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Public Safety

How Bethel helped the people who came to town to escape the lower Yukon River fires

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Olivia Ebertz
/
KYUK
Army National Guardsmen pull creased bedding out of plastic packaging to create sleeping quarters for lower Yukon River residents relocating to Bethel.

At least 145 people chose to fly to Bethel after a historic tundra fire moved closer to their homes in the lower Yukon River communities of St. Mary’s, Pitkas Point, and Mountain Village. Most who relocated stayed at two emergency shelters in Bethel set up at the National Guard Armory and Gladys Jung Elementary School. On June 19, the shelters closed and the all people staying in them flew home. Many local individuals and organizations worked together to help the people who relocated. Here is a list of some of them.

The Yukon-Kuskokwim Health Corporation (YKHC) organized flights to and from Bethel for people who wanted to relocate. YKHC coordinated donations and ran emergency shelters that were set up at the National Guard Armory and Gladys Jung Elementary School, before handing off shelter operations to the Red Cross on June 12. YKHC continued to run the food operations and a medical clinic at the shelters. The health corporation also donated bottled water to St. Mary’s after the community water system began leaking.

The day relocations began, on June 9, Yute Commuter Service diverted most of its fleet to St. Mary’s to fly people to Bethel. The regional airline continued shuttling people to Bethel as the fire progressed. It also flew pallets of bottled water into St. Mary’s for free, according to Director of Stations Andrew Flagg.

The Association of Village Council Presidents (AVCP) worked closely with YKHC to support the shelter operations before YKHC handed over operations to the Red Cross, according to AVCP Benefit Division Director Kathy Nenneman. AVCP staff members volunteered to cook meals. AVCP stationed two village public safety officers at the armory shelter to provide security. And the AVCP Benefits Division purchased items requested by people staying at the shelters, including baby bottles, baby formula, diapers, wipes, sleeping bags, and clothing. AVCP also donated bottled water to St. Mary’s.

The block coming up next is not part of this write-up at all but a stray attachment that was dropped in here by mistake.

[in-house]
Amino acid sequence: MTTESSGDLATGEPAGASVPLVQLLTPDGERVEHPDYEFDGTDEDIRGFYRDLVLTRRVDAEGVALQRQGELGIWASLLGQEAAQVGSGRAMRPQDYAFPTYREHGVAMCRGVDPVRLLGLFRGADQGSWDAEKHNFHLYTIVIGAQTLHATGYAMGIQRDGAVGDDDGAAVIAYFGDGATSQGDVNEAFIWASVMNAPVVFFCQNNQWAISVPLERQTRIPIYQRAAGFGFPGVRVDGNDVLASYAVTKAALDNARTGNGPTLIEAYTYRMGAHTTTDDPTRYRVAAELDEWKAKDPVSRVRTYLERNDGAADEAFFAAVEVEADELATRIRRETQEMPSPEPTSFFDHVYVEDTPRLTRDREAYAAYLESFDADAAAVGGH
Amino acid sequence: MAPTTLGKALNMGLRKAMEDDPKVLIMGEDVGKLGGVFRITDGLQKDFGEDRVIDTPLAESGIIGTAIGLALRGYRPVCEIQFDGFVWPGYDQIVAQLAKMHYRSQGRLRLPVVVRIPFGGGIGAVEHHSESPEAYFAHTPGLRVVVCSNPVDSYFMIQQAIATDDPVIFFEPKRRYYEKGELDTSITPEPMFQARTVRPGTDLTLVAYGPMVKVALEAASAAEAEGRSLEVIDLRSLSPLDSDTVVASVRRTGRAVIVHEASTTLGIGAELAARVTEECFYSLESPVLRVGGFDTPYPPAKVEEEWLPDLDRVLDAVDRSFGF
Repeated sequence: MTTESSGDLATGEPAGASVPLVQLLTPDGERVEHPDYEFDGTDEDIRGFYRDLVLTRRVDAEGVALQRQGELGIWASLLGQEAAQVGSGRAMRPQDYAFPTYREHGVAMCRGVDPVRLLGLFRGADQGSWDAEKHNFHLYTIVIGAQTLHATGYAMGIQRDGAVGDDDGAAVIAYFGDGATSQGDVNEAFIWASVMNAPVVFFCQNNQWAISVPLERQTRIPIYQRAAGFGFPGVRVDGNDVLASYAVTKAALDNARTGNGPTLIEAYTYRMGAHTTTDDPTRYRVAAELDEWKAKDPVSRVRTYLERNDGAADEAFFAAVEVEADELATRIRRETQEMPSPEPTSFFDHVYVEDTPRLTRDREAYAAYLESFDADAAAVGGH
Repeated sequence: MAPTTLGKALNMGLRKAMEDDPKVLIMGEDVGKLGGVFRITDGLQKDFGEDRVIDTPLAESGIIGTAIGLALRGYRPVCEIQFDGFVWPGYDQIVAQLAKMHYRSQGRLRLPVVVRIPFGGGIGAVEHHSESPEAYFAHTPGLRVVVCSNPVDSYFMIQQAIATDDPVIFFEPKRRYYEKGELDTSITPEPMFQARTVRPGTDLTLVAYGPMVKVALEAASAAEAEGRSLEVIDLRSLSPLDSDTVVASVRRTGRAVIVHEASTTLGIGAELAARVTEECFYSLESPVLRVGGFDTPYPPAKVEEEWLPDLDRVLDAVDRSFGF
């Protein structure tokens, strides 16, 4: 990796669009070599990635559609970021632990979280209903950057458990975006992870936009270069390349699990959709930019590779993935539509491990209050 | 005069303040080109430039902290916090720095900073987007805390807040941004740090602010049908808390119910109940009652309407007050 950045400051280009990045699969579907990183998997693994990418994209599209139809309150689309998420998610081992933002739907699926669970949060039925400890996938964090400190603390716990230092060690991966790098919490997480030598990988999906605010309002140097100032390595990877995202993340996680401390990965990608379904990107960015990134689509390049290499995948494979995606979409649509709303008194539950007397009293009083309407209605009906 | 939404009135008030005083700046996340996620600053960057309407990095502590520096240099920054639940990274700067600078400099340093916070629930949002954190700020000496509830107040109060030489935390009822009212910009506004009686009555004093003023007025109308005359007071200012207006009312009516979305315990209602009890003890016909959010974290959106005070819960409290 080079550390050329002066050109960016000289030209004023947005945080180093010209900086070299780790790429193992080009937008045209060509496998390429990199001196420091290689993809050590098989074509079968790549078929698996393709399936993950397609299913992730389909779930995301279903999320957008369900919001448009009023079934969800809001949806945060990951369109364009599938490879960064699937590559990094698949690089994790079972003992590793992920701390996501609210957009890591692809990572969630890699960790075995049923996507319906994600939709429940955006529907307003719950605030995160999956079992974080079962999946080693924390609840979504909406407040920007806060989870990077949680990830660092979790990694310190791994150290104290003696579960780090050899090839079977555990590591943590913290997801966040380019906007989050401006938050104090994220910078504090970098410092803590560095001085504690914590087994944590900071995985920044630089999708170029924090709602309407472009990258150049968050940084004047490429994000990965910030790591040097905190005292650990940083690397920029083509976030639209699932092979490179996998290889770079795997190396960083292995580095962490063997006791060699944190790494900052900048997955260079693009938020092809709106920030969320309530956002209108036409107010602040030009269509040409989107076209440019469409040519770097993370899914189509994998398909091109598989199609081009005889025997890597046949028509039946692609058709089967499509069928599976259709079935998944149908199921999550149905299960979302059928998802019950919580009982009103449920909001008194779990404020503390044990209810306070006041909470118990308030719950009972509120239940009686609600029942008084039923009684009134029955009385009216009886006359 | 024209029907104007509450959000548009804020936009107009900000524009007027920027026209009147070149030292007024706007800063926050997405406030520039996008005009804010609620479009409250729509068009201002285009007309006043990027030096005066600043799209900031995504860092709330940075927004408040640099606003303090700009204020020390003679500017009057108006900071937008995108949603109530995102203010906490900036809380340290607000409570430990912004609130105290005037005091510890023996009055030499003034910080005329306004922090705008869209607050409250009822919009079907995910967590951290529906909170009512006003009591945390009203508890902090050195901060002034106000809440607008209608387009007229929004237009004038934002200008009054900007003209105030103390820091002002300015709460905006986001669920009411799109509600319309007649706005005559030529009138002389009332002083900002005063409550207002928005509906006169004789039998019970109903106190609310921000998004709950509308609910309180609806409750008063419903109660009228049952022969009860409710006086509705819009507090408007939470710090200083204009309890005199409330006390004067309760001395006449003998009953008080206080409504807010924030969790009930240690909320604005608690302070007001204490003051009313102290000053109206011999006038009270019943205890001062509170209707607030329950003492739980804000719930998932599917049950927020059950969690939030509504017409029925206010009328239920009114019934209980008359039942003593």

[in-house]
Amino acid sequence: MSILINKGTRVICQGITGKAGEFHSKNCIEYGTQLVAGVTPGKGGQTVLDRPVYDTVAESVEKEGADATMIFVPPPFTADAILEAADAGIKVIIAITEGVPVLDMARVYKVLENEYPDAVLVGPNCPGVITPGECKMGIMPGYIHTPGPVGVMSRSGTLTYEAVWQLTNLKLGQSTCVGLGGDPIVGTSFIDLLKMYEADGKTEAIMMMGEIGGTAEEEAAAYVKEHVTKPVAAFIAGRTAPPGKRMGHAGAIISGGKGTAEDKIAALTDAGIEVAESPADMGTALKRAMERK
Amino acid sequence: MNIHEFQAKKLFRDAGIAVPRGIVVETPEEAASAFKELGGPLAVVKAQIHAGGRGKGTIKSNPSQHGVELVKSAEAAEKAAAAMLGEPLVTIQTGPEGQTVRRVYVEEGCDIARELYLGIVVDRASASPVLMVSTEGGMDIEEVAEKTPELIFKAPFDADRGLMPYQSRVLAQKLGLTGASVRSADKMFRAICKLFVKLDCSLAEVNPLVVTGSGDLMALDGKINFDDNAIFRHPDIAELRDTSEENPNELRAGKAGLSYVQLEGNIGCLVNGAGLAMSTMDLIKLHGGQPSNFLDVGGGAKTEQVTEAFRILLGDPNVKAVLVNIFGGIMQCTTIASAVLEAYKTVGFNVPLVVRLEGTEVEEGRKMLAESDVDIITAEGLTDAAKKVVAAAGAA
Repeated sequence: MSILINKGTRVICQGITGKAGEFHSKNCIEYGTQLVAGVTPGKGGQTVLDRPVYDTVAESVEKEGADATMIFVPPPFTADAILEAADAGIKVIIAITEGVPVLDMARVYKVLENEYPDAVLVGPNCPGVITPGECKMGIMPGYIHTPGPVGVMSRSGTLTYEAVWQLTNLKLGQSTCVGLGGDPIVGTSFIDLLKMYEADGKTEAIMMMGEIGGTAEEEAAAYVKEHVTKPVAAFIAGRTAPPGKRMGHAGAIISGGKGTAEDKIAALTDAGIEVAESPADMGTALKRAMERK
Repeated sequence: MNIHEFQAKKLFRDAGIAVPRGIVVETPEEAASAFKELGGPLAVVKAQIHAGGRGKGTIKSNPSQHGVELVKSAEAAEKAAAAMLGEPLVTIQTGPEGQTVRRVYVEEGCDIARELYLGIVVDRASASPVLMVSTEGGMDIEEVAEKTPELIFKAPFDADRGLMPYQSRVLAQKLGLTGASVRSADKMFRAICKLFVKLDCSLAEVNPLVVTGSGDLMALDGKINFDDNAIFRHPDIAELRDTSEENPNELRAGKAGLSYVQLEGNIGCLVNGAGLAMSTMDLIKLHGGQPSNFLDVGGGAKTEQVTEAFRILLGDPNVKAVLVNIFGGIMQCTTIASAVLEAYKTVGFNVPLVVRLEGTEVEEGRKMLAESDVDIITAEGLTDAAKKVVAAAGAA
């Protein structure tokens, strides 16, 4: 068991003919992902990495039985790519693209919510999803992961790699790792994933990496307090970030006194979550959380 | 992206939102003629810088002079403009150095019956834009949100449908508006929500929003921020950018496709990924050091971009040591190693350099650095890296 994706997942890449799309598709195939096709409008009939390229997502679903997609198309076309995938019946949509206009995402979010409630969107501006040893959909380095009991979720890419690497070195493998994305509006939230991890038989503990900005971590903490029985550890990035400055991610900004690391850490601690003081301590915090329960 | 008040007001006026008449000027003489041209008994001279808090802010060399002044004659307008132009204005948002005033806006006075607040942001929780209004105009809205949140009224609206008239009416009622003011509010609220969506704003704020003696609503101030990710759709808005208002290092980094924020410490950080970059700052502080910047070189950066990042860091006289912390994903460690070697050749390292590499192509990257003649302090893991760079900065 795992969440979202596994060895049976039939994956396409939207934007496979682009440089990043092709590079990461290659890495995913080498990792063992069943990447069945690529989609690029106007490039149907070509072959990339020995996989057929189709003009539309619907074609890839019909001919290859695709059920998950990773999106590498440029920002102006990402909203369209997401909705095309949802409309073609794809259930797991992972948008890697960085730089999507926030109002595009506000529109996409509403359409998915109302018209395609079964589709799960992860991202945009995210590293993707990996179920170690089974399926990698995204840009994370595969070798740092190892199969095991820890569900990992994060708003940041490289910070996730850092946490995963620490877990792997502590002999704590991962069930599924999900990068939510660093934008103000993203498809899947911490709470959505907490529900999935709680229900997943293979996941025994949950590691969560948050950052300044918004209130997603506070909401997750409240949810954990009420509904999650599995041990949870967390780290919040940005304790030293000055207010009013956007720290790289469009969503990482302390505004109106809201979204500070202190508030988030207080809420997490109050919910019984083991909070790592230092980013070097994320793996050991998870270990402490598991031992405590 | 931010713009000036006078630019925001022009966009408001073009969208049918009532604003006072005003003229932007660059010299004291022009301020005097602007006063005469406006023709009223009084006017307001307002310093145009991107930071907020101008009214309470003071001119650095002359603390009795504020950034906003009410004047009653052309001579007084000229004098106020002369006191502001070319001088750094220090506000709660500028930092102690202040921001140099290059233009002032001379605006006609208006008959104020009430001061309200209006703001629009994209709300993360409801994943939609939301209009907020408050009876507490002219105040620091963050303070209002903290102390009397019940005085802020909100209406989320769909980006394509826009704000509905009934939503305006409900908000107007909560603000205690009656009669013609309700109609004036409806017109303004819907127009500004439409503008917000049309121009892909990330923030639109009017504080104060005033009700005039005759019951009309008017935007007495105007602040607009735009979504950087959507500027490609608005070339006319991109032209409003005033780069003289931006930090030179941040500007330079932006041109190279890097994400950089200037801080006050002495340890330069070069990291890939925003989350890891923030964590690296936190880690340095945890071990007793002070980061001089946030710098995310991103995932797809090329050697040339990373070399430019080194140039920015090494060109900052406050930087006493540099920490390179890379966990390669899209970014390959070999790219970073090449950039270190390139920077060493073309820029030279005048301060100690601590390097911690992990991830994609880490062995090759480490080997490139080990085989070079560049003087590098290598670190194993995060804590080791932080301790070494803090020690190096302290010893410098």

The Bethel Lions Club opened its kitchen to cook meals for the people staying at the shelters, according to club president Susan Taylor.

The Lower Kuskokwim School District opened up the Gladys Jung Elementary School as an emergency shelter.

Orutsararmiut Native Council donated king salmon caught at the Alaska Department of Fish and Game Bethel Test Fishery to the shelters, according to ONC Natural Resources Director Gisela Chapa.

The YK Delta Lifesavers and Bethel Community Services Foundation (BCSF) provided pool passes for people relocated to Bethel. The organizations worked with Kusko Cab and the Yukon-Kuskokwim Fitness Center to make it happen, according to information shared by BCSF Executive Director Michelle DeWitt. BCSF is also providing boxes of food to people who have relocated because of the fires and to households that are hosting them.

The City of Bethel donated cots to the emergency shelter at the Bethel Armory, according to Bethel City Manager Pete Williams. The Bethel Public Works Department has also been supplying the armory with water and evacuating sewage.

Tundra Women’s Coalition donated snacks, diapers, soap, and other supplies, according to Executive Director Eileen Arnold.

Two individuals, Angelina Lott and Alana Ulak, set up a GoFundMe campaign to purchase bottled water for St. Mary’s, Pilot Station, and Pitkas Point. Both water systems in St. Mary’s and Pilot Station are leaking. The bottled water is being distributed to residents and fire personnel.

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